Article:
Secondly, this donation offers a creative option.  We occasionally receive gifts of shares, of bequests or life insurance policies, and of other forms of assets.  What do you have that you could give to CCS?  Call Glenda Knoll to discuss options that you might be considering.

Thirdly, you can offer prayers of thanksgiving for all gifts of generosity.  In this Christmas season, we give thanks for the smallest gift—a baby come into our midst.  That baby made a big difference.  Each gift, large or small that is given with generous spirit makes the world a better place.  So we give thanks for a special large donation; we give thanks for each small gift; we give thanks for God’s generous gift of love in Jesus Christ this holy season.

May you know the depth of God’s love this Christmas!

– Charlotte Caron, Acting Principal

LDM Testimonial #3

The third in our series of testimonials about why the Leadership Development Module might be for you:

Alice Watson is an Educational Ministry Year student at CCS who attended the LDM in 2009.

“The world and the church needs people healed, encouraged, and internally propelled by the experiential, reflective, interactive, and liberating Centre for Christian Studies program.  This little yellow house in Winnipeg hosts cutting edge education for ministry which combines:

  • a non-judgmental learning environment,
  • a commitment to walk a path of liberation and justice with others and,
  • an allegiance to prayerfulness and worship.

The process involves research, discussion, reflection, is based in community and includes hands-on field work.

The program is NOT dispensable or expendable.  The world needs it.”

For more info about the LDM, visit the CCS website.  Check out the previous testimonials (#1, #2)

Principal Megan McKenzie resigns

It is with sadness that the council met on December 15th and accepted the resignation of Principal Megan McKenzie.   The resignation is effective September 11, 2011 when Megan’s parental leave ends.  Megan has decided to stay at home with Micah and Ridd and take on a supportive role as Jeremy (her partner) returns to school full time.  Megan began the position of Principal of CCS half time beginning October 1st, 2008, and then full time January 2, 2009.  She left CCS in January of 2010 to go on disability when her doctor suggested bed rest for her pregnancy with Ridd.   All is well in Megan’s family, both children are healthy and happy, and we wish Megan and her family happiness as they transition into new changes that they are facing.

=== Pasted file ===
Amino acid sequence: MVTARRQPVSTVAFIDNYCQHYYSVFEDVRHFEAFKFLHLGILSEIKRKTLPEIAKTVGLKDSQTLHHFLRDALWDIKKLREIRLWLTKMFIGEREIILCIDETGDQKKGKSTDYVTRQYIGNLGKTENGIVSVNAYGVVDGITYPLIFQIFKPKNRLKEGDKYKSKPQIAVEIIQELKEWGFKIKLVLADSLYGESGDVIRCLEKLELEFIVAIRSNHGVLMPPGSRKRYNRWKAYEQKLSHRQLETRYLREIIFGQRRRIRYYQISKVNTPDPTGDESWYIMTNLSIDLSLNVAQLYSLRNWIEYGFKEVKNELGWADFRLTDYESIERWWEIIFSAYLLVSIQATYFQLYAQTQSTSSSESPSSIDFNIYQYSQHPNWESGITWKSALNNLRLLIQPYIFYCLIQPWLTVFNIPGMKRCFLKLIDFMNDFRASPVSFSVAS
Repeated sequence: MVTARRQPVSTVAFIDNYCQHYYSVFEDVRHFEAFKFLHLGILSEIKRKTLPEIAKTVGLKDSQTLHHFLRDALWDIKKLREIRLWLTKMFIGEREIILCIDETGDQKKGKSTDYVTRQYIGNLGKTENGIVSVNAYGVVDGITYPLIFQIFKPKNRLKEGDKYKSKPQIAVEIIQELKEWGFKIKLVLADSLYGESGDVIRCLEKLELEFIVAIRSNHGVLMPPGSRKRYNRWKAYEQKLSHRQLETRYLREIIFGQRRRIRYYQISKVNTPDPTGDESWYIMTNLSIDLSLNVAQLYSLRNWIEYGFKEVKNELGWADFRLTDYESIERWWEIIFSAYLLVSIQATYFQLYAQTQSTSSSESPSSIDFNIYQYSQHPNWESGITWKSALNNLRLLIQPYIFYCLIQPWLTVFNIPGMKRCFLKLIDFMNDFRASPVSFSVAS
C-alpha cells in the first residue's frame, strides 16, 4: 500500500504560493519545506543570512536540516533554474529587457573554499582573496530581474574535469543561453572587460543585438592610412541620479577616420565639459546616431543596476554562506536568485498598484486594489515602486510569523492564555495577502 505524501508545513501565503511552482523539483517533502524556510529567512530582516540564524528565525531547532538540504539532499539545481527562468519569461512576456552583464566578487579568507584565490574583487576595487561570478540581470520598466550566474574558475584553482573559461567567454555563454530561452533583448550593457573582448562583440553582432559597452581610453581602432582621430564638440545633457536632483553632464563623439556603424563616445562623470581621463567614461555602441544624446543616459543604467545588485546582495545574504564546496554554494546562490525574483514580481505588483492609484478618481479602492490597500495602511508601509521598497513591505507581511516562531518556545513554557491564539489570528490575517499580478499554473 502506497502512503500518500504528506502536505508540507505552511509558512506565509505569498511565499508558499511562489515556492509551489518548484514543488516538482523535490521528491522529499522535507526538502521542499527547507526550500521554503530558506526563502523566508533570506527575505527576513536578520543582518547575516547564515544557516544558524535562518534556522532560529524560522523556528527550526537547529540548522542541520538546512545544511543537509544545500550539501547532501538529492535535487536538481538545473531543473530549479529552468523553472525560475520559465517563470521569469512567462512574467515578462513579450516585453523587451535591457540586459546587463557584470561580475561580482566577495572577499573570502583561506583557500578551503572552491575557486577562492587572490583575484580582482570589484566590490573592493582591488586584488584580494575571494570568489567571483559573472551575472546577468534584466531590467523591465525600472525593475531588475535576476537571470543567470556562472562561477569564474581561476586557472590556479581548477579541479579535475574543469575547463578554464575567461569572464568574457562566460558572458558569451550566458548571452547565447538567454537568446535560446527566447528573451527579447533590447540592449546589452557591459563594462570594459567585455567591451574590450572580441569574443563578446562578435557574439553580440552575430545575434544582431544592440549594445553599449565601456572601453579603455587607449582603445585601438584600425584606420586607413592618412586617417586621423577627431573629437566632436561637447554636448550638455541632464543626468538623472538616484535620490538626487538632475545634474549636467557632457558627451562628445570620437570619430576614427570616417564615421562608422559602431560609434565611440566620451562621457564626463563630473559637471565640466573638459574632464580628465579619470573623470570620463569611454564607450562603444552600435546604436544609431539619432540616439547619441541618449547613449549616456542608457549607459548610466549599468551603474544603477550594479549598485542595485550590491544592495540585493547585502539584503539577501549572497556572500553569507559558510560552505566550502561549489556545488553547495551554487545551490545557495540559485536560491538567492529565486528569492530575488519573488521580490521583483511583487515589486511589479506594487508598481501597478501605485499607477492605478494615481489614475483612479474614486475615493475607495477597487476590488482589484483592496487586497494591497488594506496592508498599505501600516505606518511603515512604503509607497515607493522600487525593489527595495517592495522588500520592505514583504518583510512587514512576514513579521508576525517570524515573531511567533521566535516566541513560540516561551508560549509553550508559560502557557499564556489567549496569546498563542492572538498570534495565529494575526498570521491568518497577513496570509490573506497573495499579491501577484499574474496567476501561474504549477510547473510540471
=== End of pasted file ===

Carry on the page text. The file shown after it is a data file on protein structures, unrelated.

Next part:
Cookies and Carols

There’s something about the smell of warm apple cider that makes a room feel Christmas-y.  That and a bunch of friendly people singing carols and hymns, everything from to “It Came upon the Midnight Clear” and “‘Twas In the Moon of Wintertime” to “Come Now, O God of Peace (O-So-So)” and “No Crowded Eastern Street.”  Thanks to everyone who came out to make the season bright!

Christmas Wedding Cake

This story was passed  on to us by one of our students, Kimiko Karpoff.  It is a re-write of one of her grandmother’s memories from her time in Oyen, Alberta in the early 1940s.  Kimiko’s grandmother, Florence Karpoff, was a deaconess, and later a minister’s wife.  But, as Kimiko says, “her deaconess-ness never really left her.”  Enjoy.

Florence carefully wrapped up the Christmas cake.  She had saved pennies and scraped together enough to purchase precious sugar, fruit and flour to make the cakes.  It was hard during the war.  The minister couldn’t expect to get paid if everyone else in town was just getting by.  Even if they had money, supplies and staples weren’t easy
to get.
 Her children gathered around her legs, eyes round, wanting to eat the cake now but knowing that if they waited it would be even better at Christmas.
  Florence was not surprised to hear a knock at the door; the minister’s family often had callers.  The children followed as she ran to answer it.
 “Is the minister home?”
 An elderly couple stood at the door, wrapped against the November cold.  They were not locals. 
 “He’s not in at the moment, but will be home shortly.  You’re welcome to come in.”
 With her guests seated in the living room, Florence turned back toward the kitchen when she noticed little Jimmy had already climbed onto the gentleman’s lap.  Smiling, he waived away her protest.
 “I like children,” he said.  So Jimmy sat and Florence sat and John, Polly and Teena gathered on the floor around them. And a story unfolded before their eyes.
 Harry and Mary had come to be married by the minister.
 Mary had been Harry’s housekeeper for close
to 40 years.  She was the widow of Harry’s friend Bill, an old school mate from his childhood in Minnesota. 
 Harry’s family had a pioneer place in the 1870’s.  His father was a bum and the fighting household was ruled by his Mother.  She had no time to show her boys affection.  But he remembered always the gentleness he felt from Bill’s mother whenever he went home with Bill.